Inputs and Outputs

As you consider your electronic brochure, you can also think about what you want people to put into the site and what you want out of the site. These fall under calls to action. When someone reads a brochure, the developer of that brochure anticipates it will lead to some action on behalf of the reader. A website is no different. However there are things you can do with a site.

Raise Money

Having established your value proposition, and described how you operate and what the costs are relating to the service you provide you may now wish to lead the user to a call to action, in this case a donate action. You might be surprised to learn that some charities may wish to provide a downloadable form at this stage. Better options that relate more to the 21st century expectation of “I want it and I want it now” is to provide a secure link to a third party website that collects funds on your behalf and may also look after Gift Aid as well.

Virgin and BT

Here there are further complications to consider. There are many organisations that are willing to offer a secure and reliable service for processing your donations. However they keep some of the donation to pay for their operational costs. There are others out there that have a one off set up charge and are largely free. Virgin Money Giving is one, another is BT My Donate. In both cases the operational costs of running the service are paid by the corporation not your donors.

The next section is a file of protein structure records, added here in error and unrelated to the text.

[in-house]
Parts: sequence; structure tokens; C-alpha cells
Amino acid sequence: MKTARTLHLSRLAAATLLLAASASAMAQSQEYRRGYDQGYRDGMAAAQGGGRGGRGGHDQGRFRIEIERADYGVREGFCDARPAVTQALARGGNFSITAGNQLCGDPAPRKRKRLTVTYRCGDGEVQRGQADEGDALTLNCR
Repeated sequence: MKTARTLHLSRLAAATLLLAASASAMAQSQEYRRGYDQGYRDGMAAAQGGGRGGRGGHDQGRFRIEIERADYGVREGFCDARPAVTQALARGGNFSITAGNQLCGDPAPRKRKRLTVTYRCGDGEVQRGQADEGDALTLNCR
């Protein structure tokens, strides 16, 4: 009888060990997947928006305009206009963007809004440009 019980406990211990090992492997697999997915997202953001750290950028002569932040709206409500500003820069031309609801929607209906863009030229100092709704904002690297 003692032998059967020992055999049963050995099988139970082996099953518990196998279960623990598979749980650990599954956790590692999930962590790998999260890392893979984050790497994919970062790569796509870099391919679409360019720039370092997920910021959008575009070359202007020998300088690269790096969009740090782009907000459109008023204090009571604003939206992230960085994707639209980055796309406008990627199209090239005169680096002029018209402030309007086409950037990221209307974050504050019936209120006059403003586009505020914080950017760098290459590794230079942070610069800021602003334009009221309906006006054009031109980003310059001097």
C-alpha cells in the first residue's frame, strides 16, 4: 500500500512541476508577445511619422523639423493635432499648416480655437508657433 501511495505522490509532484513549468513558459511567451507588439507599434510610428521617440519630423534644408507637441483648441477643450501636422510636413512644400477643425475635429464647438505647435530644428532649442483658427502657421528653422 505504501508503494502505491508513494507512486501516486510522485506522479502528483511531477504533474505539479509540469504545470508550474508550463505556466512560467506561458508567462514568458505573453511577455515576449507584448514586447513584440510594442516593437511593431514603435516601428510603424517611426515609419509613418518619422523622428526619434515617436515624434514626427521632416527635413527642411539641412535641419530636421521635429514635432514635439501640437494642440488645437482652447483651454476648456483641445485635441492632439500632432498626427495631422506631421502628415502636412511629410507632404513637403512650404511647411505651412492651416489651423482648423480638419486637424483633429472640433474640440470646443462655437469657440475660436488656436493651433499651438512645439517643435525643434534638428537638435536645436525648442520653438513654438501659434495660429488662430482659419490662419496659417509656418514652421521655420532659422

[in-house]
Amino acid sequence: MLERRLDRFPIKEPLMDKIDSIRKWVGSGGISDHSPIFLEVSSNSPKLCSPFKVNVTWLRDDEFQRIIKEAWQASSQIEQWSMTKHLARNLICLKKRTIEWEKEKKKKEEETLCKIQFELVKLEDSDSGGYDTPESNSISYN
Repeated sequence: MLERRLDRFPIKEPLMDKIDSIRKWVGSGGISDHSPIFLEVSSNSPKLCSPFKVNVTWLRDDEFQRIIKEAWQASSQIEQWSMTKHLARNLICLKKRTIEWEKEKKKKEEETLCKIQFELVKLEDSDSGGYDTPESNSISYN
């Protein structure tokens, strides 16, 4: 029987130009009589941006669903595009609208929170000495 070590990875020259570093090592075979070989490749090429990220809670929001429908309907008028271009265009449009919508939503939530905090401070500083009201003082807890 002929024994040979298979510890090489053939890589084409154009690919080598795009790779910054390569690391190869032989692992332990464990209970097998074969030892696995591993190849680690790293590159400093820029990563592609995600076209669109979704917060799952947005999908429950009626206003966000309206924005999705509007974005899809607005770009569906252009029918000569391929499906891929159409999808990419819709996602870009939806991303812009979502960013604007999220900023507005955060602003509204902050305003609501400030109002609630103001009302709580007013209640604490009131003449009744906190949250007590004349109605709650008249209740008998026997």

Just Giving (and others)

I have heard arguments that Just Giving should be used because everyone knows them. However Just Giving have a monthly charge to cover their operating expenses. So your donors are helping you to run as well as Just Giving. Fundamentally people will go to your website to make the connection to the fundraising partner, so it does not really matter whom you go to providing their site is secure and there is an account on the page that relates back to your organisation. Do however understand where the money goes,

Walk in your donors shoes!

Others fund raising partners use language that states; every penny goes to the charity, then you find out you have to pay £2.50 for the benefit of making the online donation. In all cases live the customer experience, Walk in your donors shoes. You don’t need to be an expert, but if you go through the experience you are expecting your donors and other users to have, you will quickly be able to optimise and improve the process.

Contact Us

One of the mandatory items on most sites is a contact us form. Rather than using an email address, which can be grabbed by bots (automated computers collecting information) passing your site, and then added to a junk email list, you can use a form. The email address can be hidden in this way. The form user does not need an email application either to send you the message. You can also have additional information on the form such as what the enquiry is about, and even route certain forms to different people. For example a membership secretary.

Newsletter